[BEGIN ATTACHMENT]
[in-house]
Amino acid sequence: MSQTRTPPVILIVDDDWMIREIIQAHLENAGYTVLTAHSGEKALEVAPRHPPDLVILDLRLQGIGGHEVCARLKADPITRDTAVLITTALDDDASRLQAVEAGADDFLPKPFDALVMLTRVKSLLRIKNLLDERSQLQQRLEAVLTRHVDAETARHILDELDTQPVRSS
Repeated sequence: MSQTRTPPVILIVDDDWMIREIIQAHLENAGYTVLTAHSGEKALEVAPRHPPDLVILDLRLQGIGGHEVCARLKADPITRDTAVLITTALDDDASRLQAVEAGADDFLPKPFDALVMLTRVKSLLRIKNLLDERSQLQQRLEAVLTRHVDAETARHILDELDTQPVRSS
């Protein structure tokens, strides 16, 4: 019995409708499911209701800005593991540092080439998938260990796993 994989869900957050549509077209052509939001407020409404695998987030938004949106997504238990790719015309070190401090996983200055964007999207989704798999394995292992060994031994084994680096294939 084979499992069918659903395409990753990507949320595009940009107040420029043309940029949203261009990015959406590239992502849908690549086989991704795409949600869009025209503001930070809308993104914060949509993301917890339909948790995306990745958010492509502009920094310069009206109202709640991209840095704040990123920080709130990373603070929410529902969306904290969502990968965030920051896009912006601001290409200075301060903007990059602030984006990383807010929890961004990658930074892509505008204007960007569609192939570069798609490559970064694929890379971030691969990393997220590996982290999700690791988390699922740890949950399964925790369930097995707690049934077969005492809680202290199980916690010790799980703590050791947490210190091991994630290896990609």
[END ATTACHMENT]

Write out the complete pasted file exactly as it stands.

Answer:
[in-house]
Amino acid sequence: MSQTRTPPVILIVDDDWMIREIIQAHLENAGYTVLTAHSGEKALEVAPRHPPDLVILDLRLQGIGGHEVCARLKADPITRDTAVLITTALDDDASRLQAVEAGADDFLPKPFDALVMLTRVKSLLRIKNLLDERSQLQQRLEAVLTRHVDAETARHILDELDTQPVRSS
Repeated sequence: MSQTRTPPVILIVDDDWMIREIIQAHLENAGYTVLTAHSGEKALEVAPRHPPDLVILDLRLQGIGGHEVCARLKADPITRDTAVLITTALDDDASRLQAVEAGADDFLPKPFDALVMLTRVKSLLRIKNLLDERSQLQQRLEAVLTRHVDAETARHILDELDTQPVRSS
């Protein structure tokens, strides 16, 4: 019995409708499911209701800005593991540092080439998938260990796993 994989869900957050549509077209052509939001407020409404695998987030938004949106997504238990790719015309070190401090996983200055964007999207989704798999394995292992060994031994084994680096294939 084979499992069918659903395409990753990507949320595009940009107040420029043309940029949203261009990015959406590239992502849908690549086989991704795409949600869009025209503001930070809308993104914060949509993301917890339909948790995306990745958010492509502009920094310069009206109202709640991209840095704040990123920080709130990373603070929410529902969306904290969502990968965030920051896009912006601001290409200075301060903007990059602030984006990383807010929890961004990658930074892509505008204007960007569609192939570069798609490559970064694929890379971030691969990393997220590996982290999700690791988390699922740890949950399964925790369930097995707690049934077969005492809680202290199980916690010790799980703590050791947490210190091991994630290896990609």